Author: Marilyn Nelson
Rating: 2.5 STARS
Poetry | 128 pages | Published by Dial Books
Mini Review: American Ace is a slim novel in verse strongly recommended for Middle Grade readers, but lacks enough substance to satisfy older readers.
Marilyn Nelson is an award-winning poet, author of the moving A Wreath for Emmett Till and the terrific How I Discovered Poetry. She writes eloquently about issues of race, African-American civil rights history, and history in general. Unfortunately, American Ace falls short as a novel in verse. The narrative is far too slim and the individual poems are not substantive enough to make it a satisfying read.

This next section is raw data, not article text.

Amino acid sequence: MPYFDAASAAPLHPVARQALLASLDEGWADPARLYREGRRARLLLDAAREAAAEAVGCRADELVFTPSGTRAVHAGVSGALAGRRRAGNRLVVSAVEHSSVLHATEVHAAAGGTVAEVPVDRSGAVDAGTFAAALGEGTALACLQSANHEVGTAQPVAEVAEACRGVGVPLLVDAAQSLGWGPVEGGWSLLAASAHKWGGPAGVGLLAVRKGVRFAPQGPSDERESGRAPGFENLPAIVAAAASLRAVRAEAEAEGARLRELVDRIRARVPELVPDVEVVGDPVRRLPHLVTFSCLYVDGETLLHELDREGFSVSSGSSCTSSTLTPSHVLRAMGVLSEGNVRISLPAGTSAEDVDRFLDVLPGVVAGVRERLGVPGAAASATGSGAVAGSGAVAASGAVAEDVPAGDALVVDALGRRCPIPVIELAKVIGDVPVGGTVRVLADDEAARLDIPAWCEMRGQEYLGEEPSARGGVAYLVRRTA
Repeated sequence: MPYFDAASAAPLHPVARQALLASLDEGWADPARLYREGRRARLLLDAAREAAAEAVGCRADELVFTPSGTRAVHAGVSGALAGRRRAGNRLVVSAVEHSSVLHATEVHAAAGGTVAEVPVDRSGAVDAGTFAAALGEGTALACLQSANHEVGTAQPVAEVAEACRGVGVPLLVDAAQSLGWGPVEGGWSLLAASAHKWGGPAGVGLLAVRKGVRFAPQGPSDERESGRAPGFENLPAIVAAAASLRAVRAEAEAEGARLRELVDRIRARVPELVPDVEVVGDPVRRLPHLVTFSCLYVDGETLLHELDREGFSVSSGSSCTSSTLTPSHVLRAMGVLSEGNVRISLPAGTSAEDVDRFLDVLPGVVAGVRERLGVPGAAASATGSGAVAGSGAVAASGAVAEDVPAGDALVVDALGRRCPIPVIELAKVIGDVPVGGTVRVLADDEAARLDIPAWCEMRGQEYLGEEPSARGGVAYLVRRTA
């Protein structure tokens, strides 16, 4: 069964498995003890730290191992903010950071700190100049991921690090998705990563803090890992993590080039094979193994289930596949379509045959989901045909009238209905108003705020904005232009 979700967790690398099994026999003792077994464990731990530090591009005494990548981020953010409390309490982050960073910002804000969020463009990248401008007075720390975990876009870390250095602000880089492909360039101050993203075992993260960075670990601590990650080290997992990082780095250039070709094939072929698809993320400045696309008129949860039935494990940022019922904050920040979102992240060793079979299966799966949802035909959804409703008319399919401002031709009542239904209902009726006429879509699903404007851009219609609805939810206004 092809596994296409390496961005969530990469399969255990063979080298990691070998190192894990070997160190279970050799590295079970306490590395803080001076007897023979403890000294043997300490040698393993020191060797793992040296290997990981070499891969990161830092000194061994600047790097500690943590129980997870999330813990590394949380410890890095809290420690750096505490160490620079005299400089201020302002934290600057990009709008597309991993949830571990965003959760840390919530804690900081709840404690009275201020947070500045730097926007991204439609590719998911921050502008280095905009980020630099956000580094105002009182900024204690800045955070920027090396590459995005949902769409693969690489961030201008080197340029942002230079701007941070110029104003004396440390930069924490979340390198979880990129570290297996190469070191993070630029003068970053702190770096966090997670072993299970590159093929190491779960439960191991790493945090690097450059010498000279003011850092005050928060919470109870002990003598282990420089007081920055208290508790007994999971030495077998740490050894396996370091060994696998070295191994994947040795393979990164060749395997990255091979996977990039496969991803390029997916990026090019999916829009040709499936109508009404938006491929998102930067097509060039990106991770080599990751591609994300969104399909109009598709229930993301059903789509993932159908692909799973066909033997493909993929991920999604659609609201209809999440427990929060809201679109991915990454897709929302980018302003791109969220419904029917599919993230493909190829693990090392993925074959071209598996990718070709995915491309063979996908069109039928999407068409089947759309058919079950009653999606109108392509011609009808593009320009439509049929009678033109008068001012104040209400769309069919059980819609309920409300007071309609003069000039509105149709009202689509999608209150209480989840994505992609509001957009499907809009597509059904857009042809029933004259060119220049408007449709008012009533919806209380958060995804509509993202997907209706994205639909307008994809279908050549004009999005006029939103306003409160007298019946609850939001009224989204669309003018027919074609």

The story follows Conner, an Italian-American teenager whose grandmother left a letter to be read after her death that reveals Connor’s father is not the biological son of Connor’s grandfather, but in fact is the love-child of an affair with an African-American World War II pilot, a Tuskegee Airman.
Reading about Connor’s journey to embrace and understand his heritage would be most appreciated by young readers who are unfamiliar with World War II history and the story of the Tuskegee Airmen. In fact, that audience is specifically who the book was written for, as stated in the author’s note. I see American Ace being effective and educational in the classroom, particularly during Black History Month or a World War II unit. The book can be read from beginning to end in about an hour, and the individual poems can be analyzed and discussed to good effect by students. Unfortunately, reading it as an adult may leave you unsatisfied and wanting more.